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TitleA revised depositional setting for Halton sediments in the Oak Ridges Moraine area, Ontario
AuthorSharpe, D RORCID logo; Russell, H A JORCID logo
SourceCanadian Journal of Earth Sciences vol. 53, 2016 p. 1-23, Open Access logo Open Access
Alt SeriesEarth Sciences Sector, Contribution Series 20150259
PublisherCanadian Science Publishing
Mediapaper; on-line; digital
File formatpdf
NTS30M; 30N; 31D; 31C
AreaOak Ridges Moraine
Lat/Long WENS -80.0000 -76.0000 45.0000 43.0000
Subjectshydrogeology; sedimentology; surficial geology/geomorphology; groundwater; groundwater resources; depositional environment; terrain analysis; terrain types; sedimentary facies; grain size analyses; sedimentary rocks; moraines; glacial deposits; glaciolacustrine deposits; drumlins; Halton sediments; Oak Ridges Moraine; Halton Till; Newmarket Till; Quaternary; Paleozoic
Illustrationslocation maps; block diagrams; stratigraphic columns; photographs; ternary diagrams; geological maps
ProgramGroundwater Geoscience Aquifer Assessment & support to mapping
Released2016 03 01
AbstractOutcrop and continuous core descriptions, high-resolution seismic profiling, and downhole geophysical data are integrated with detailed mapping to update sedimentary and stratigraphic frameworks for Halton sediment, a complex mudrich lithofacies succession. Halton sediment has a gradational transition from underlying Oak Ridges Moraine (ORM) sediment and can abruptly overlie Newmarket Till. Halton strata thin and fine upwards from ORM sand and gravel to graded sand, silt, and clay rhythmites, with muddy diamicton and sand and gravel interbeds. These strata fill basin lows and drape ORM sediment lobes and Newmarket Till drumlins. These distinct sedimentary units are here informally referred to as Halton formation. Formal Halton Till is a proposed subunit of Halton formation, a clay-rich diamicton mapped from Niagara Peninsula to ORM and eastward. Halton Till has traditionally been inferred to represent a late, climatically induced readvance of grounded ice from Lake Ontario basin, which deposited drumlinized till. Halton sedimentary architecture and facies are interpreted as deposition in an ice-marginal or subglacial lake bounded by Niagara Escarpment, ORM, and grounding line oscillation of a semi-buoyant ice shelf or ice lid over Lake Ontario. Large volumes of transported mud are distal equivalents of ORM high-energy gravelly sand deposits to the east. Glaciolacustrine sedimentation is indicated by mud-rich texture and laminations. Clay-silt rhythmites, diamicton interbeds, and intraclasts indicate ponding, debris flow, and periodic ice loading. Halton depositional model may apply to other muddy diamictons in Great Lakes basins. Halton formation facies are not compatible with proposed grounded ice stream events in Lake Ontario basin.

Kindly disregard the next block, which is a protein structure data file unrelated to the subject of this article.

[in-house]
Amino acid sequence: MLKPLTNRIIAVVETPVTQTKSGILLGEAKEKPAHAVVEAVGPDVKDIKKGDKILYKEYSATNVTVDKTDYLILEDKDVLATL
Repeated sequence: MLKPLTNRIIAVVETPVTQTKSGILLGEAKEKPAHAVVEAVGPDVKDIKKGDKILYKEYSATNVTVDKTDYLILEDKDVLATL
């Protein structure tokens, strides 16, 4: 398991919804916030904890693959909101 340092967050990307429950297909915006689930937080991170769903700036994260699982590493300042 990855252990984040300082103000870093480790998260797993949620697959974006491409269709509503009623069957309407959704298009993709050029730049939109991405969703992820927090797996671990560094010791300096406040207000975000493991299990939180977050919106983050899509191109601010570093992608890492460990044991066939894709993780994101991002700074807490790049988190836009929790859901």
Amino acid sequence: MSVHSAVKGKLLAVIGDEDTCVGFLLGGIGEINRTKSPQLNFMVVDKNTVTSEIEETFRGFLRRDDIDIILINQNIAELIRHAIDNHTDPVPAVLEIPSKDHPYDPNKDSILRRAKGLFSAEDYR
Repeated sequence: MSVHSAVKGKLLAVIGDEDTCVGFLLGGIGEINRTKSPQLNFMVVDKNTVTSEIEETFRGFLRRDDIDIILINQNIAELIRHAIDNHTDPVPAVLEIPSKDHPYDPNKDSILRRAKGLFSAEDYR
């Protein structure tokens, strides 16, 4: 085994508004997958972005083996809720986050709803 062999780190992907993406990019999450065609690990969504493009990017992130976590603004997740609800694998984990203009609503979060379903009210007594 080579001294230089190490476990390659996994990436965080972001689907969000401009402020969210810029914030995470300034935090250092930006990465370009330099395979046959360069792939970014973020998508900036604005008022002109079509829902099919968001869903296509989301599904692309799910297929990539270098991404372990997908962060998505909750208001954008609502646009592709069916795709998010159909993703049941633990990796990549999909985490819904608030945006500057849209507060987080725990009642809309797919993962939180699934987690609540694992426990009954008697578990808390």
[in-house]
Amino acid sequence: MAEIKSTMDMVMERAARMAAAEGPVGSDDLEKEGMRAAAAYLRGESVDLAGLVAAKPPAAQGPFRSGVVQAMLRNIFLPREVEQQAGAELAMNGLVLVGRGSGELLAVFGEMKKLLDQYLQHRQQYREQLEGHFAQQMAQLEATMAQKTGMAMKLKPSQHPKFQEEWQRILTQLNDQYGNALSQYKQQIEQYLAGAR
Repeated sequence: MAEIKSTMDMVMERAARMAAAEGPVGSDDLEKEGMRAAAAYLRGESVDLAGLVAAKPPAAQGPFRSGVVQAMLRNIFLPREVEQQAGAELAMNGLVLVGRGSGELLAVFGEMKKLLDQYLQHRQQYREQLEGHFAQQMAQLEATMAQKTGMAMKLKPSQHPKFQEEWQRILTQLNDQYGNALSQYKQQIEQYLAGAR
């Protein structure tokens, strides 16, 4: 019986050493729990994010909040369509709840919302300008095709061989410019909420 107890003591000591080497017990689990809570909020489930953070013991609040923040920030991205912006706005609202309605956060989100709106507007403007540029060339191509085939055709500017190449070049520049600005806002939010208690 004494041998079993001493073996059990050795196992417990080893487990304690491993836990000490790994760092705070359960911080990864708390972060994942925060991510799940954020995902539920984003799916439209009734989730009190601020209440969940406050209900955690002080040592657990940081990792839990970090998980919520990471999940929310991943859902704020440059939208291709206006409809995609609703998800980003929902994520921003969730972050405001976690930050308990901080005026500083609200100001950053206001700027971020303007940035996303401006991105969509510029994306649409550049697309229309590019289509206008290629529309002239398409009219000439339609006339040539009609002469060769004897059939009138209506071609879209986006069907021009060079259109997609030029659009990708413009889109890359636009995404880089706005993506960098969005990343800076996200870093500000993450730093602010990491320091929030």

Summary(Plain Language Summary, not published)
High-resolution geophysical profiles, outcrop description, core logs, and downhole geophysical data, are integrated with detailed mapping to update a 3D sedimentary and stratigraphic framework of Halton Formation, in the Greater Toronto Area (GTA), using a modern basin analysis framework. Sedimentation relates to ice-meltwater dynamic events rather climatically-induced re-advance of late-glacial ice from the Lake Ontario basin. A revised conceptual model links complex Halton Formation sediments and likely processes within a re-interpreted depositional setting that aids groundwater assessment in the GTA. The Halton Formation depositional model may be applicable to other late-glacial muddy sediment units around the Great Lakes basin.

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